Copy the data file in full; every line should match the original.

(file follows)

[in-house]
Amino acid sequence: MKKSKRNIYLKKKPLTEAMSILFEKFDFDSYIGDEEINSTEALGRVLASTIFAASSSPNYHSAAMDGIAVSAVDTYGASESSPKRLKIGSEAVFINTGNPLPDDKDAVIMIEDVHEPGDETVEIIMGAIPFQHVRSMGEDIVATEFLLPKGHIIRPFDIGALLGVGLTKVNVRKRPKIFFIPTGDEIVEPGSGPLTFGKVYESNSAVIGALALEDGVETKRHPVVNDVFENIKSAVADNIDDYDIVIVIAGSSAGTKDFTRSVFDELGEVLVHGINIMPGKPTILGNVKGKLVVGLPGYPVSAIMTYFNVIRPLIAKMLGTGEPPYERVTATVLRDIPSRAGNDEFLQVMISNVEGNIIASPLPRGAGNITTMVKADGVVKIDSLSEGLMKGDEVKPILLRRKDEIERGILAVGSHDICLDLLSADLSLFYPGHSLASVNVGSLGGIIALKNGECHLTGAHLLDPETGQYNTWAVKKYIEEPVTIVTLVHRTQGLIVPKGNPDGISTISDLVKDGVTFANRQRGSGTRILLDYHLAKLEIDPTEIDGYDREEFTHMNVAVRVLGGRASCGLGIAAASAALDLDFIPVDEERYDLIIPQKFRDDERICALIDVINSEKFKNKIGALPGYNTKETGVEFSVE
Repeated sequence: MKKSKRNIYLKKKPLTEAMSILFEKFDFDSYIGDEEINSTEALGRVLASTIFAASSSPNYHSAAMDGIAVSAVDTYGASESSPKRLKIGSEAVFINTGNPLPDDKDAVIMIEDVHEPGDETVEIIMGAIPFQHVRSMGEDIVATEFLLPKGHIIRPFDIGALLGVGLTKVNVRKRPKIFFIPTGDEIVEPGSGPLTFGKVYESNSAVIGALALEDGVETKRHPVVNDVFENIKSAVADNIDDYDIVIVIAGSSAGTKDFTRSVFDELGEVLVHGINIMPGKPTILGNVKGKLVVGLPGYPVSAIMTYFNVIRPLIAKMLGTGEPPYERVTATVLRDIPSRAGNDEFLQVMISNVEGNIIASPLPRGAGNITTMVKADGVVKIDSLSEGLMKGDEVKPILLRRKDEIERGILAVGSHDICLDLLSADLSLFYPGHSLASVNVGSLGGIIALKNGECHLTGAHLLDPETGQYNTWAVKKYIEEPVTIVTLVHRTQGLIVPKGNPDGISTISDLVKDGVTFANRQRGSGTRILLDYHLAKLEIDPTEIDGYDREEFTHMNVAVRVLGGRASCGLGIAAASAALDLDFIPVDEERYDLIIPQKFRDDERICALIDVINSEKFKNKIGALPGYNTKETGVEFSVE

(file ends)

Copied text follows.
[in-house]
Amino acid sequence: MKKSKRNIYLKKKPLTEAMSILFEKFDFDSYIGDEEINSTEALGRVLASTIFAASSSPNYHSAAMDGIAVSAVDTYGASESSPKRLKIGSEAVFINTGNPLPDDKDAVIMIEDVHEPGDETVEIIMGAIPFQHVRSMGEDIVATEFLLPKGHIIRPFDIGALLGVGLTKVNVRKRPKIFFIPTGDEIVEPGSGPLTFGKVYESNSAVIGALALEDGVETKRHPVVNDVFENIKSAVADNIDDYDIVIVIAGSSAGTKDFTRSVFDELGEVLVHGINIMPGKPTILGNVKGKLVVGLPGYPVSAIMTYFNVIRPLIAKMLGTGEPPYERVTATVLRDIPSRAGNDEFLQVMISNVEGNIIASPLPRGAGNITTMVKADGVVKIDSLSEGLMKGDEVKPILLRRKDEIERGILAVGSHDICLDLLSADLSLFYPGHSLASVNVGSLGGIIALKNGECHLTGAHLLDPETGQYNTWAVKKYIEEPVTIVTLVHRTQGLIVPKGNPDGISTISDLVKDGVTFANRQRGSGTRILLDYHLAKLEIDPTEIDGYDREEFTHMNVAVRVLGGRASCGLGIAAASAALDLDFIPVDEERYDLIIPQKFRDDERICALIDVINSEKFKNKIGALPGYNTKETGVEFSVE
Repeated sequence: MKKSKRNIYLKKKPLTEAMSILFEKFDFDSYIGDEEINSTEALGRVLASTIFAASSSPNYHSAAMDGIAVSAVDTYGASESSPKRLKIGSEAVFINTGNPLPDDKDAVIMIEDVHEPGDETVEIIMGAIPFQHVRSMGEDIVATEFLLPKGHIIRPFDIGALLGVGLTKVNVRKRPKIFFIPTGDEIVEPGSGPLTFGKVYESNSAVIGALALEDGVETKRHPVVNDVFENIKSAVADNIDDYDIVIVIAGSSAGTKDFTRSVFDELGEVLVHGINIMPGKPTILGNVKGKLVVGLPGYPVSAIMTYFNVIRPLIAKMLGTGEPPYERVTATVLRDIPSRAGNDEFLQVMISNVEGNIIASPLPRGAGNITTMVKADGVVKIDSLSEGLMKGDEVKPILLRRKDEIERGILAVGSHDICLDLLSADLSLFYPGHSLASVNVGSLGGIIALKNGECHLTGAHLLDPETGQYNTWAVKKYIEEPVTIVTLVHRTQGLIVPKGNPDGISTISDLVKDGVTFANRQRGSGTRILLDYHLAKLEIDPTEIDGYDREEFTHMNVAVRVLGGRASCGLGIAAASAALDLDFIPVDEERYDLIIPQKFRDDERICALIDVINSEKFKNKIGALPGYNTKETGVEFSVE